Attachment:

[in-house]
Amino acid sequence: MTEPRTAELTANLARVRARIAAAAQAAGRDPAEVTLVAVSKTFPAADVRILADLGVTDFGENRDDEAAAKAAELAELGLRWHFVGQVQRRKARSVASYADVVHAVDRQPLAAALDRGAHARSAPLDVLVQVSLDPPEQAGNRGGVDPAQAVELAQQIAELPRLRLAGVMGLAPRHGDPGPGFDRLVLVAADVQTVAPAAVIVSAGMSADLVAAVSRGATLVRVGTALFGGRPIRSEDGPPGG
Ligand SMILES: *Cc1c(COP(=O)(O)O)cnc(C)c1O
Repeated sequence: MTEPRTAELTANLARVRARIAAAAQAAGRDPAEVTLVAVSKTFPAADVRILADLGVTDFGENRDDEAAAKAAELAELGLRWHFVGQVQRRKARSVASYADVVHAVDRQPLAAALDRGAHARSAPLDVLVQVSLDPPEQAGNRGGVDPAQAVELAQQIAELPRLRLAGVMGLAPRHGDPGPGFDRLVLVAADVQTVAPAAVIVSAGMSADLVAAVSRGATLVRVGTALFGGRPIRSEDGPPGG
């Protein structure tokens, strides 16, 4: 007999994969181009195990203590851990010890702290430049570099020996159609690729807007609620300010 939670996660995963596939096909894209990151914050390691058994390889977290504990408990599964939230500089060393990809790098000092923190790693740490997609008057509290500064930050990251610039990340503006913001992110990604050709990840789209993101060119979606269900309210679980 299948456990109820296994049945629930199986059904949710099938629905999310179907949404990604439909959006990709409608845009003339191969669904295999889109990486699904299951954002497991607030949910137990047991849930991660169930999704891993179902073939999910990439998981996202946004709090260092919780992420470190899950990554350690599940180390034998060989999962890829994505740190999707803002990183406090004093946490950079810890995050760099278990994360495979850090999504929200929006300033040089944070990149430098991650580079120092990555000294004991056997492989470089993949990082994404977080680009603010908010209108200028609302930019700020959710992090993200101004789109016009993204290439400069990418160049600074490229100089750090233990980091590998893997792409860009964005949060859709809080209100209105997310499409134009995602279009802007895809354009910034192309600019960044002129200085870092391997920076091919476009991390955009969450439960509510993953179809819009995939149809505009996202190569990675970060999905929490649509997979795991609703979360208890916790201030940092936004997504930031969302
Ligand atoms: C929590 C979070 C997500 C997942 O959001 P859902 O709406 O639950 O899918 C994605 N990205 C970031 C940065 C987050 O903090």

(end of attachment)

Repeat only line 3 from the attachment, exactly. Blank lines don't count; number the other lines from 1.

Ligand SMILES: *Cc1c(COP(=O)(O)O)cnc(C)c1O